Jaag Punjabi jaag, tere mulk nu lagaya aag
As political slogans go, the one that Nawaz Sharif actually used in the 1980s was Jaag Punjabi Jaag, Teri Pug Nu Lugya Daag (Rise Punjabi rise, your pugdi's honour is at stake)
As political slogans go, the one that Nawaz Sharif actually used in the 1980s was Jaag Punjabi Jaag, Teri Pug Nu Lugya Daag (Rise Punjabi rise, your pugdi’s honour is at stake). But today, the slogan more apt for the Pakistani prime minister designate is the one in the headline: Rise Punjabi rise, your country is up in flames. Chaos, murder and mayhem continue unabated in Pakistan despite a seemingly successful conclusion of their elections nine days ago. The new governments at the centre and in the provinces have not yet been sworn in.
Sharif is probably the only prime minister who hasn’t even had the luxury of a honeymoon period. Obits have been written across the globe of his government and the low expectations from the man himself, even before he has been sworn into office. The gushing and the softy, cuddly articles have only come in from India’s candle-brigade columnists. Hope runs fierce in their veins whichever government comes into power in Islamabad. Hope has never worked as a policy but it makes for a populist argument for peace, I have to concede.
And all this hope springs from a string of well orchestrated statements from Nawaz Sharif who knows how to play to the galleries. He is a consummate politician, courteous to foreign media, harsh with domestic media, mouths platitudes to religious minorities but fashions himself as Amirul Momineen, Commander of the Faithful. Under Sharif’s watch happened Kargil and the phenomenal rise of the Jamaat-ud-Dawa (read Lashkar-e-Toiba) in Punjab. He built the motorway and provided the metro bus for his people, but he is also known for the ruthless ‘Operation Clean-up’ and ‘Operation Jackal’.
A man who General Zia-ul-Haq lovingly called his son, Nawaz Sharif proved his loyalty to his mentor by passing the Shari’ah bill in 1990. The youngest prime minister of Pakistan, Nawaz Sharif, once also called Mr Principles, is said to have received funds from Osama bin Laden. This revelation was made by Khaled Khawaja, a former ISI spymaster, who said that he arranged five meetings between Sharif and bin Laden. To a private TV channel, he revealed, “I still remember that Osama provided me funds that I handed over to the then Punjab Chief Minister Nawaz to topple Benazir Bhutto’s government… Nawaz insisted that I arrange a direct meeting with Osama which I did in Saudi Arabia… Nawaz was looking for Rs 500 million from Osama. Although Osama provided a comparatively smaller sum.”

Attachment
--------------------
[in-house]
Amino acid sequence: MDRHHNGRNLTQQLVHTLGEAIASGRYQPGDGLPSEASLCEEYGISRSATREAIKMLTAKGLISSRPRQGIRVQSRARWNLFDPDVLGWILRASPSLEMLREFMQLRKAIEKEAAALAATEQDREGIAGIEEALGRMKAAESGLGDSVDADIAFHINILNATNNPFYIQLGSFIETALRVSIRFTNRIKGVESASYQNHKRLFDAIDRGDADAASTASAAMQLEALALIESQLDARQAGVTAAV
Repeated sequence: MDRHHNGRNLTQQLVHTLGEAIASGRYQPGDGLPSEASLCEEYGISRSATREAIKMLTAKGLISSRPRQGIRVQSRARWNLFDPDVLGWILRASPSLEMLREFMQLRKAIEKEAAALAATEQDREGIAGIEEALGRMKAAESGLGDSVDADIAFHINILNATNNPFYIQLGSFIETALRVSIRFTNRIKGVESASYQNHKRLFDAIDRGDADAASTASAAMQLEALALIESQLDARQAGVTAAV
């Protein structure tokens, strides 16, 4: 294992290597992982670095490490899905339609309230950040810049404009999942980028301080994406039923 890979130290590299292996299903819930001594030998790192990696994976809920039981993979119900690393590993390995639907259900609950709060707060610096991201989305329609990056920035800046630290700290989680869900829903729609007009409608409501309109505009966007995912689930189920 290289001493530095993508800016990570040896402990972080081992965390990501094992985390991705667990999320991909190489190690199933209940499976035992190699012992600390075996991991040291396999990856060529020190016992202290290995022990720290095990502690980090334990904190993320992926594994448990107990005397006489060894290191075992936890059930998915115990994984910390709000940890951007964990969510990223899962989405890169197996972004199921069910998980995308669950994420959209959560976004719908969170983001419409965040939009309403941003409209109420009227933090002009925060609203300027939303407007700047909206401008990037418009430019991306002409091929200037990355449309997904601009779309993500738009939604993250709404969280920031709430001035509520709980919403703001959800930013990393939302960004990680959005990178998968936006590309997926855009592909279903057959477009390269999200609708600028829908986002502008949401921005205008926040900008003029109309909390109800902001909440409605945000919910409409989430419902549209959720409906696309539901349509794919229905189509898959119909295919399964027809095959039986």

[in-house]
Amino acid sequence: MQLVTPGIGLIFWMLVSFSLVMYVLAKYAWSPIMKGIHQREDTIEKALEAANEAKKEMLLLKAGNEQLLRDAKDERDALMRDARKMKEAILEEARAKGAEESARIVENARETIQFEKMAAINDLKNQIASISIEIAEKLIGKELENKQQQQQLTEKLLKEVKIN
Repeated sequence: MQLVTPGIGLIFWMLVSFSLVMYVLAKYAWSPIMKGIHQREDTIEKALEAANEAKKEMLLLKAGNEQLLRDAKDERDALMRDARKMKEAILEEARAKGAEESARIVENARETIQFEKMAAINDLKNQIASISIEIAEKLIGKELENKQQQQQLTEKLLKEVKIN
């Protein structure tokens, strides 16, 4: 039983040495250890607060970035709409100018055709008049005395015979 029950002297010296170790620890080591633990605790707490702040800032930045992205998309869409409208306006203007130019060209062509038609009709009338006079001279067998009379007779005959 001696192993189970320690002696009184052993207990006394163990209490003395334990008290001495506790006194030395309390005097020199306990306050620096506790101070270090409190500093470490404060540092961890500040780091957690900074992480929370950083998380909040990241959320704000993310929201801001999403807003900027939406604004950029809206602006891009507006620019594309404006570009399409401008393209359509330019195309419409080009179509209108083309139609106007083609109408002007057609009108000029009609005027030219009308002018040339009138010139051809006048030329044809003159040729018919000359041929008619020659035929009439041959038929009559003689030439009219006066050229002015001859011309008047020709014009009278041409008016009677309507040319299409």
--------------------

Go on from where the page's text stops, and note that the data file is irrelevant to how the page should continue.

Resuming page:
It would be prudent to remember that the very same Nawaz Sharif who charmingly talks of building a road from Kabul to Kolkata played a significant role in the rise of the Taliban in Afghanistan. He is a friend of the mujahideen in Afghanistan. His taunt to the PPP in the 1993 election was “You gave up Dhaka, we took Kabul.” Pakistan’s western neighbour is not too thrilled to have Sharif in the prime minister’s chair in Islamabad. So much so that President Karzai is hotfooting his way to New Delhi next week and on the top on his agenda is supply of lethal and non-lethal military equipment from India. With NATO forces exiting next year and Nawaz Sharif at the helm of affairs in Pakistan, the Taliban see 2014 as their comeback year.
It is naïve to expect Sharif to bend on Kashmir, bring 26/11 perpetrators to justice, move comprehensively on MFN status, crackdown on militancy directed against India or provide land route via Wagah-Attari route for trade between India and Afghanistan. These are the deliverables that should determine whether the Indian prime minister should undertake a visit to Pakistan or not. Grandstanding on Pakistan has never worked for us.
Nawaz Sharif has more than enough to handle on the domestic front, before he can take major leaps in foreign policy. He is presiding over a severely Balkanised Pakistan where his writ basically runs only in Punjab. Khyber Pakhtunkhwa is with Imran’s PTI, Sindh is split between the PPP and the MQM, lesser said about the plight of Balochistan, ‘Azad’ Kashmir and Gilgit Baltistan the better. There is a financial crisis, power crisis and Islamist militancy which have made it the ‘migraine of the world’. He should know the areas to focus on, if he is to avoid a catastrophe.
As far as India is concerned, pulling down fences with Pakistan is not prudent, and it has never been a viable option, despite talk of soft borders. Nobody is suggesting isolating our problematic neighbour, but our leadership can better use the enthusiasm and energies to set its own house in order, especially a year before elections.
Smita Prakash is Editor, News at Asian News International. You can follow her on twitter @smitaprakash